Broken City (2013), directed by Allen Hughes

Mama (2013), directed by Andres Muschietti

In my effort to save money and to see more movies at the same time I did a double-shot cheap Tuesday night at one of our local theatres here.

So I thought, why not write a double-shot cheap review? Do you feel frugal and smart? Or just cheated? Exactly.

Plus, what better way to review two mostly forgettable, mediocre movies that have absolutely no relation to one another? Exactly.

First up for the night was Mama, a Canadian-Spanish horror/ghost movie, “presented” by Guillermo del Toro and staring everybody’s new favourite actor, Jessica Chastain.

Now when I see that a horror film is “presented” by Guillermo del Toro I prepare myself for something a little different, likely quite gothic, with some elements of fantasy. I’m thinking Splice, Don’t Be Afraid of the Dark, The Orphanage (which I must admit, I have not seen).

Dead on (pun intended). While it has its share of conventional horror moments (weird noises in the house, faces in mirrors, “it was just a dream” moments), Mama also has enough creativity behind it that it not only comes across as scary, but also compelling.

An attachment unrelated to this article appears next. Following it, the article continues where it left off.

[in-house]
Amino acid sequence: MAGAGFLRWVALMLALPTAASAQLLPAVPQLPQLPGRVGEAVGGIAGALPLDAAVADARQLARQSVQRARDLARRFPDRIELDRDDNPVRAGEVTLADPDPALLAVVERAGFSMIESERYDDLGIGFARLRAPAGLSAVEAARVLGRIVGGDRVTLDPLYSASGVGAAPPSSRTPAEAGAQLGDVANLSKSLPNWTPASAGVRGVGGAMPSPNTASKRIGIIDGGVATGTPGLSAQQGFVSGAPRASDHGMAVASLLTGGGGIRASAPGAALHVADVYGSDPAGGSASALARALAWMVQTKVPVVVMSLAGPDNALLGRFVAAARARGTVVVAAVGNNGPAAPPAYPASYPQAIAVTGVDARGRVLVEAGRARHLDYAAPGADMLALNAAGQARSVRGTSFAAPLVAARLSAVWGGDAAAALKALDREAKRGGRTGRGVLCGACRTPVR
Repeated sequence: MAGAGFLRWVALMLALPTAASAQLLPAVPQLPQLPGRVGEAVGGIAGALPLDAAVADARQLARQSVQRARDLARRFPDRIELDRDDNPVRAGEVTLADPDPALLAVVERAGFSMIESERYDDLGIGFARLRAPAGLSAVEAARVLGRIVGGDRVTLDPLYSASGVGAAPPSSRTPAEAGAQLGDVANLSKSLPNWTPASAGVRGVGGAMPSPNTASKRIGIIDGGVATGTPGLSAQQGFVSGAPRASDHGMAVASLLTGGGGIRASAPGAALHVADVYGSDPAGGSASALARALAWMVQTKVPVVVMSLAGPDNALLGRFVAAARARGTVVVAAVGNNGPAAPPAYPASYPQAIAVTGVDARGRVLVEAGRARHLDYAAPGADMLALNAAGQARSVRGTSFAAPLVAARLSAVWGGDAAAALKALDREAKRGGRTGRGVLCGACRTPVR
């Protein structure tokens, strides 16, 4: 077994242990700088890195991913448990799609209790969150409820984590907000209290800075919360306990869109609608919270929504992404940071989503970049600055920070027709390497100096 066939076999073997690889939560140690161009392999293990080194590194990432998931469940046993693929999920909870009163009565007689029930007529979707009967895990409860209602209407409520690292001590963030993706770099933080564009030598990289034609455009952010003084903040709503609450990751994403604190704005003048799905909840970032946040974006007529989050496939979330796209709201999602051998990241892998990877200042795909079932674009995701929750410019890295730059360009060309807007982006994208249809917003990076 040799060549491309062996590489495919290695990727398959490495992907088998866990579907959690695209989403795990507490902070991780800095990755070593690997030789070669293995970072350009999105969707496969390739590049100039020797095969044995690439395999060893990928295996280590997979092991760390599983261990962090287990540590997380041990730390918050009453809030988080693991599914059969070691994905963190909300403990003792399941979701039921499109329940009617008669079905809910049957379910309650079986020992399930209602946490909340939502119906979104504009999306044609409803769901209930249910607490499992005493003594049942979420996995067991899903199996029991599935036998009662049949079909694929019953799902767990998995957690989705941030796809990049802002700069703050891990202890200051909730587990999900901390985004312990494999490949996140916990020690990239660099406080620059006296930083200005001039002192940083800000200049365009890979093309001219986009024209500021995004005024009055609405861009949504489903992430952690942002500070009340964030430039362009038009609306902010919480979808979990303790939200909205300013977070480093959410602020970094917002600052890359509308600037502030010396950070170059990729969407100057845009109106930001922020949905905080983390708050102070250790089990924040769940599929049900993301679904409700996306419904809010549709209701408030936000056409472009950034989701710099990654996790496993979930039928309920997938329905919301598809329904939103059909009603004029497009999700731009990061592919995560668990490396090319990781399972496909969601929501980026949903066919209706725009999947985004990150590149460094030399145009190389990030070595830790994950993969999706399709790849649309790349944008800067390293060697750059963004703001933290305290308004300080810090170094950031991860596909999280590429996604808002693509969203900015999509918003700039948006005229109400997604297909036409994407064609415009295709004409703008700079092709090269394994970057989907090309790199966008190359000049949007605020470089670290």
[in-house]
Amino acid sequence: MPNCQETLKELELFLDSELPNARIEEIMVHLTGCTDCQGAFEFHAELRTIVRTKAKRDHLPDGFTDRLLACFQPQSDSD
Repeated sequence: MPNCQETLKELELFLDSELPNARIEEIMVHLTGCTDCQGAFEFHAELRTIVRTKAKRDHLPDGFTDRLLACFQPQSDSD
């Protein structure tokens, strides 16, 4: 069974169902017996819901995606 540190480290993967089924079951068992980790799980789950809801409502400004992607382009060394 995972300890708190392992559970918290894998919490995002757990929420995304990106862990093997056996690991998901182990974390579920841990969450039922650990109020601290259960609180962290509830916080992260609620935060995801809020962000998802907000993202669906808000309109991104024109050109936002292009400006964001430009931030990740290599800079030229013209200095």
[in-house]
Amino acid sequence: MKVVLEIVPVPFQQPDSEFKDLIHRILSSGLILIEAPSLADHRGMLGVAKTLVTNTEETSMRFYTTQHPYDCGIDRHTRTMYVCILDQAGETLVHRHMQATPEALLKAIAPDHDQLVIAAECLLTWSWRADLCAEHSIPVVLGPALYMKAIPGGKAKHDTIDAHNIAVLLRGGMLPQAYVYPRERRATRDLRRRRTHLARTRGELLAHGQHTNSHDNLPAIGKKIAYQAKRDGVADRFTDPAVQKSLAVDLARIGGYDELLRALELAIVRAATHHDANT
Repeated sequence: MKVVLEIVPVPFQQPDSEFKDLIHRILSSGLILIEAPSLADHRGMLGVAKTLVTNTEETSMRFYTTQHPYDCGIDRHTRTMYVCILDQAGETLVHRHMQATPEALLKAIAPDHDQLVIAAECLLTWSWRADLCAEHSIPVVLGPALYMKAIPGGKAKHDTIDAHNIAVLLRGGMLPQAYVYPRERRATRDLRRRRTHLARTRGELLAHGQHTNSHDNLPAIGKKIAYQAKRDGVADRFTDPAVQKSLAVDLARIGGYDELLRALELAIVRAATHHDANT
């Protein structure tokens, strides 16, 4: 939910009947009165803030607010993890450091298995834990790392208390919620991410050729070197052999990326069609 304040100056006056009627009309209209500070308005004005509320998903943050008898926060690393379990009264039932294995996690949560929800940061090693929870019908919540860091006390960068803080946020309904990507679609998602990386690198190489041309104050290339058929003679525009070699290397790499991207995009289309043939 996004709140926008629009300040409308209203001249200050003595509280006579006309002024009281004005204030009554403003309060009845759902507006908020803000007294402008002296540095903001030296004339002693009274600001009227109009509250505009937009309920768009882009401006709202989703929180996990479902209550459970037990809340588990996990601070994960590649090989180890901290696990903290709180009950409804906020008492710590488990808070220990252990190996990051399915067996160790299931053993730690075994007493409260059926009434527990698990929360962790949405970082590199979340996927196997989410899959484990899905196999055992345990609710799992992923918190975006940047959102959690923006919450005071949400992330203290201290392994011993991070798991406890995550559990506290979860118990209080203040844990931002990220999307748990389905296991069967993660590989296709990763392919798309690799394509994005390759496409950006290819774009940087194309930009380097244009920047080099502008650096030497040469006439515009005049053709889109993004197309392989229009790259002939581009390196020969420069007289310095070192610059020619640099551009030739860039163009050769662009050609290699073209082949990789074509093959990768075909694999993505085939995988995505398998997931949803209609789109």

It’s kind of a weird mix, to be honest. While on one hand there’s this really rather intriguing story of a (SPOILERS) long-dead escaped mental patient still searching for the baby she stole, and of two little girls she takes in and raises, there’s also this side where they have to visit an archive at some point, and consult an expert, and have the woman hear something weird and creep around the house until something scares her and us.

Some of it works and some of it doesn’t. The plot is far too complicated. Characters go off to do their own thing and are forgotten about for long periods of time. There’s so many agendas by so many characters it’s hard to care about all of them. Some of them are quickly tossed aside, making me wonder why they were needed in the first place. Some of the “gotcha!” scares are a little much and there’s too many of them.

But the ghost, the horror part of the film, is genuinely creative and well wrought. It’s all CGI but it works really well and the design of the ghost is rather unique and very effective. I had the old chill down the spine feeling on more than one occasion.